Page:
H. scribonia, or the Giant Leopard Moth decided to stop by my campus this evening and say hello!
I’m not sure if I showed you guys the White-Lined Sphinx I found a while back. He was just chillin’ outside the window.
Beautiful E. phasma, or the Red-Tailed Spectre.
Photos from Bugguide.
Mothis adorablea. ;)
But really, identification help would be much appreciated!
I found this moth is western Washington, USA. Photo by flowingfreely.
This moth is beautiful!
I’m pretty sure this is the Yellow-Spotted Tiger, or Lothocampa maculata.
Continuing Mothoween’s theme of legends from around the world comes this one from Queensland.
A Queensland hunter went on a long journey, taking his small son with him. It was hard for the little boy to keep up with his father, and day by day he grew thinner and weaker. Then came the rains. They fell without stopping until rivers rose and the land became one vast swamp. The little boy became ill. The only thing his father could do was to build a rough shelter of bark and branches of trees to keep the rain off him. Their food supplies had long been exhausted, and the man knew that his son would die if he was not given nourishing food quickly.
He tucked the boy up in his kangaroo-skin rug and splashed through the marsh in search of game. It was not easy to find in the flooded land, but after several days he found a possum and killed it with his spear. He hurried back to the gunyah he had built, fearful that he might find his son lying there dead from starvation.
He arrived at the clearing, which he recognized by the broken branches of trees and the little mound that rose above the water, but of the gunyah and his son there was no sign. He could not understand what had happened. He had been prepared to find his son’s body, but the last thing he imagined was that it, and the little gunyah that sheltered it, would have disappeared as through by magic.
He leaned against a tree. His hand came in contact with a loose knob of bark and twigs on the trunk. He looked at it idly and then, with a sudden sense of shock, more closely, for it was a replica of the little gunyah he had built to shelter his son. He opened it with trembling fingers. Inside the case lay the white body of a grub, and he knew that the spirits had taken pity on the boy and saved him from death.
To this day the grub of the Case-moth always has a gunyah which it builds to protect it, and remind it of how, long ago, a father cared enough for his son to build a shelter for him while he sought for food.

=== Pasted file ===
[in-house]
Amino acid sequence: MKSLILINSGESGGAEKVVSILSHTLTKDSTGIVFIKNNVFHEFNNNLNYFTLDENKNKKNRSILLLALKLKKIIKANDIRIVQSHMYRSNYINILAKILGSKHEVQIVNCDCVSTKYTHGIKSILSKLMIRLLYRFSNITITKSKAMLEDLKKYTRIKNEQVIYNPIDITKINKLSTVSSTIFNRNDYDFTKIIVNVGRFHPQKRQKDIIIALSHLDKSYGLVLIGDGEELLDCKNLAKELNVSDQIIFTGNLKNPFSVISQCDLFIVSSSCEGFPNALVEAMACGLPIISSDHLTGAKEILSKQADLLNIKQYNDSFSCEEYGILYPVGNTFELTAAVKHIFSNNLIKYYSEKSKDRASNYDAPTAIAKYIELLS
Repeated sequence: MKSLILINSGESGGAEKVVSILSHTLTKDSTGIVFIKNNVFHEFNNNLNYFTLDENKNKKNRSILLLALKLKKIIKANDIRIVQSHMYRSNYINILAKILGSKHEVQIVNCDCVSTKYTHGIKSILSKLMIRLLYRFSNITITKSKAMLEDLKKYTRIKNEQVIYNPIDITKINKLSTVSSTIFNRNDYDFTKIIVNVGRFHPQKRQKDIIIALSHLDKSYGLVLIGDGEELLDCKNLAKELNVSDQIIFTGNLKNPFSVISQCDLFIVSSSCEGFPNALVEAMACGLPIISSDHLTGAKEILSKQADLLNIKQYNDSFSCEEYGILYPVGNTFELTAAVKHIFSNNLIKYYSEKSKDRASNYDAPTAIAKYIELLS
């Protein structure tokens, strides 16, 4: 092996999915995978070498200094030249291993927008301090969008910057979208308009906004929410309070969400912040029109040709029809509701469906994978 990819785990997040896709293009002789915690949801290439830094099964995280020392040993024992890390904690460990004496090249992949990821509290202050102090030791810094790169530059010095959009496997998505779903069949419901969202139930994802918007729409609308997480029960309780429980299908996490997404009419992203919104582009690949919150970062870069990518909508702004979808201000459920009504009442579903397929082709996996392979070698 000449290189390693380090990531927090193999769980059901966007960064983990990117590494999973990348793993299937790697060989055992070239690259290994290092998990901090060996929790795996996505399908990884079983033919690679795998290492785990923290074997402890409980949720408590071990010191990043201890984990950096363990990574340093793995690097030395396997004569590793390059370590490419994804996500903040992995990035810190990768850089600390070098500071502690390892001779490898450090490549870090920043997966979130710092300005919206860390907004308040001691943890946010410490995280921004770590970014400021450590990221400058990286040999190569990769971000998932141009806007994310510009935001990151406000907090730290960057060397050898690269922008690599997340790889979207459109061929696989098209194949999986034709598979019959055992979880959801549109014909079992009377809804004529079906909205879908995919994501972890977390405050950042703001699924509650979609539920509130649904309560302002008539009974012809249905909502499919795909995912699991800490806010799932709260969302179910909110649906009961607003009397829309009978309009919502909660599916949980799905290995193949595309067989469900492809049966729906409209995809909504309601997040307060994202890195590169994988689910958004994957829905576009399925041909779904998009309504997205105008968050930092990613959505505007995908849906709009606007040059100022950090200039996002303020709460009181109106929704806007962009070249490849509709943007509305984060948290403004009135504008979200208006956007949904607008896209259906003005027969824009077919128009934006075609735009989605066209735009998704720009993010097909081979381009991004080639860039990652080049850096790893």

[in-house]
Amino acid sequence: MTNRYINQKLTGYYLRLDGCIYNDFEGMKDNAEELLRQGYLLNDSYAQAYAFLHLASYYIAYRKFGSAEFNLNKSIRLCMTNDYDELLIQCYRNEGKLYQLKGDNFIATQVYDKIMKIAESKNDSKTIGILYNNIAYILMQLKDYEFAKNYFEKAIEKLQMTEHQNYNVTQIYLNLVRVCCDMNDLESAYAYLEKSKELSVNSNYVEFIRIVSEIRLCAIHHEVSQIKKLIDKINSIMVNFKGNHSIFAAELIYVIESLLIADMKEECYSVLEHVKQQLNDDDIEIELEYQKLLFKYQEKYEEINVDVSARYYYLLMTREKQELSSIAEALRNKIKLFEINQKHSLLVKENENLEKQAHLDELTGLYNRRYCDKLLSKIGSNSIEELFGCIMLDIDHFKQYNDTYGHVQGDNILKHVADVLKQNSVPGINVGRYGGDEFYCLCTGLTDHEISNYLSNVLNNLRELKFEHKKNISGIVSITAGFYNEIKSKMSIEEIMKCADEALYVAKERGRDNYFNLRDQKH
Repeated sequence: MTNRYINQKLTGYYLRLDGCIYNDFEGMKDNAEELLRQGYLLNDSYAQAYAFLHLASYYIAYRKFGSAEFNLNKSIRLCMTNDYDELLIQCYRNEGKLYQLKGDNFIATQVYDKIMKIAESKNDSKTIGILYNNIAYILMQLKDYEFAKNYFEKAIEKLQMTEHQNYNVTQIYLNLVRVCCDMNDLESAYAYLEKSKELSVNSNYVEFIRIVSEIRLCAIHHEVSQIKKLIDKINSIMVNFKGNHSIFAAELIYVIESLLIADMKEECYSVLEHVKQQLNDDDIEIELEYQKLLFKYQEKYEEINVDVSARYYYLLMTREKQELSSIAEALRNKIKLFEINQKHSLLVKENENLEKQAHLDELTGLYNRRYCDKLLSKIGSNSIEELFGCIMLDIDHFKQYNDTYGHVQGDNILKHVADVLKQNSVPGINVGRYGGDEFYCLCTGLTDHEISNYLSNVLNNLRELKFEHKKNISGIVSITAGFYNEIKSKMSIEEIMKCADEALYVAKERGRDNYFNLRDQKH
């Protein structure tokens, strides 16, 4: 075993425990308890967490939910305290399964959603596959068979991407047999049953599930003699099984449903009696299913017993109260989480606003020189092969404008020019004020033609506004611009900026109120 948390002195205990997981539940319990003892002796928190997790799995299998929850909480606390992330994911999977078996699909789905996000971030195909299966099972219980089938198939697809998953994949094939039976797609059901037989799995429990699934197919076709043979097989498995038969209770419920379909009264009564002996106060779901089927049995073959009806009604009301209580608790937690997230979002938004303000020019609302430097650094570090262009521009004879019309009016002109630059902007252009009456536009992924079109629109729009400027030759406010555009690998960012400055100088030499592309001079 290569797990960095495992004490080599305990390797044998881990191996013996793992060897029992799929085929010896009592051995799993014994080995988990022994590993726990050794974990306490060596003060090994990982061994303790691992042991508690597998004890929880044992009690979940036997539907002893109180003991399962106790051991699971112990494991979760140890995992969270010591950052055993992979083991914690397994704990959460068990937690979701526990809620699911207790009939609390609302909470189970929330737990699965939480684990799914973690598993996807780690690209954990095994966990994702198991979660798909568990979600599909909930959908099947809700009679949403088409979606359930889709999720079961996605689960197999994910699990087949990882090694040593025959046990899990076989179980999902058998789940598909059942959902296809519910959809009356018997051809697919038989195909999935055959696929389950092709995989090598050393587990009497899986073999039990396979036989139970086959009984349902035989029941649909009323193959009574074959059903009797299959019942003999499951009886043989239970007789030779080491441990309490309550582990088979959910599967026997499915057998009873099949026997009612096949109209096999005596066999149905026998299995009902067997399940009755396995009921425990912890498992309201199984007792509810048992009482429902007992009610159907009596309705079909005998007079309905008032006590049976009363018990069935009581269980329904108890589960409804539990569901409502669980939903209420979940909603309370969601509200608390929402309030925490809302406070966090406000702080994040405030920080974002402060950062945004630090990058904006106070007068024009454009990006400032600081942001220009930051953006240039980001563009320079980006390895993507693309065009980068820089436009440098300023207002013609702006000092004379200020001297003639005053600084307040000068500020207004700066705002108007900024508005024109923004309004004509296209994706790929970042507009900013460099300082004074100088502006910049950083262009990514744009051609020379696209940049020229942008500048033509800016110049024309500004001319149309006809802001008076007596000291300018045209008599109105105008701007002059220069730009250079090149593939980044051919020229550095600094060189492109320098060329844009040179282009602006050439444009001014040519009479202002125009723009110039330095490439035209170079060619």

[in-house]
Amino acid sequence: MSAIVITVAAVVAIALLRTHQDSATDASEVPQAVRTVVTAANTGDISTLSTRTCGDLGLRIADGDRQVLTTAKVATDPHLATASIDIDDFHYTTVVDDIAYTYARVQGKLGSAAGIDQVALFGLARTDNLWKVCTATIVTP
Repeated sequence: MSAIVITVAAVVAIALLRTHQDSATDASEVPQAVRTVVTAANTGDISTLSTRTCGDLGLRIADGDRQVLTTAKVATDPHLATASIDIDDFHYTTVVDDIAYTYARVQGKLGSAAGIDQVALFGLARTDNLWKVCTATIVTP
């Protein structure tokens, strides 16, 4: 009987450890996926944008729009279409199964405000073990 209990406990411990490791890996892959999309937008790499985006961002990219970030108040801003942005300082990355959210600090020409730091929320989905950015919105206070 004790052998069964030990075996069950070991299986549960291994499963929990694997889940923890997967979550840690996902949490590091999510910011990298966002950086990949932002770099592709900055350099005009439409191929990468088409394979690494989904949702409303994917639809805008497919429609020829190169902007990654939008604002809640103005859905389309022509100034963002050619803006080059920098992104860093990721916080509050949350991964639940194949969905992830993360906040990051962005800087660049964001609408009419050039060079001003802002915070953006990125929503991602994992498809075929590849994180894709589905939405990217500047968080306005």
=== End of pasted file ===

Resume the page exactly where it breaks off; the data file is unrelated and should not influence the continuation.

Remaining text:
The Psychidae—or bagworm moths indeed build little cases to protect themselves as caterpillars! This family is made up of around 1350 species, which is small for Lepidoptera, but impressive in the fact that they can be found all over the world. Before pupation, larvae make cases for themselves out of silk, sand, lichen, pebbles, and any other material they can get their grubby little legs on. Some bagworm cases can get to be 15 cm long! Many adult males don’t have fully developed mouth parts and therefore can’t feed. However, females can. Some species of bagworms are pests. In some species of bagworm, parthenogenetic reproduction can occur, which means viable eggs can be produced without male fertilization. Other species don’t lay eggs at all, with caterpillars simply emerging from the female’s body after she dies (they sound like chestbursters…). The moths that do lay eggs do so… inside their case.
Providence saw fit to smile upon me and three moths were there to greet me on my last day of work. The last one I saved from drowning so that’s why it looks… yeah…
White Ermine time!
Also known as Spilosoma lubricipeda, this little guy is one of my favorites! In fact, it’s one of the species that made me like moths in the first place! It lives anywhere from Eurasia to Japan, and their wingspans are from 34-48 mm. They’re especially common in Great Britain, where they fly generally from May-July. They can come in an abundance of color variations depending on their habitat. Their larvae enjoy a wide range of plants to eat including alfalfa.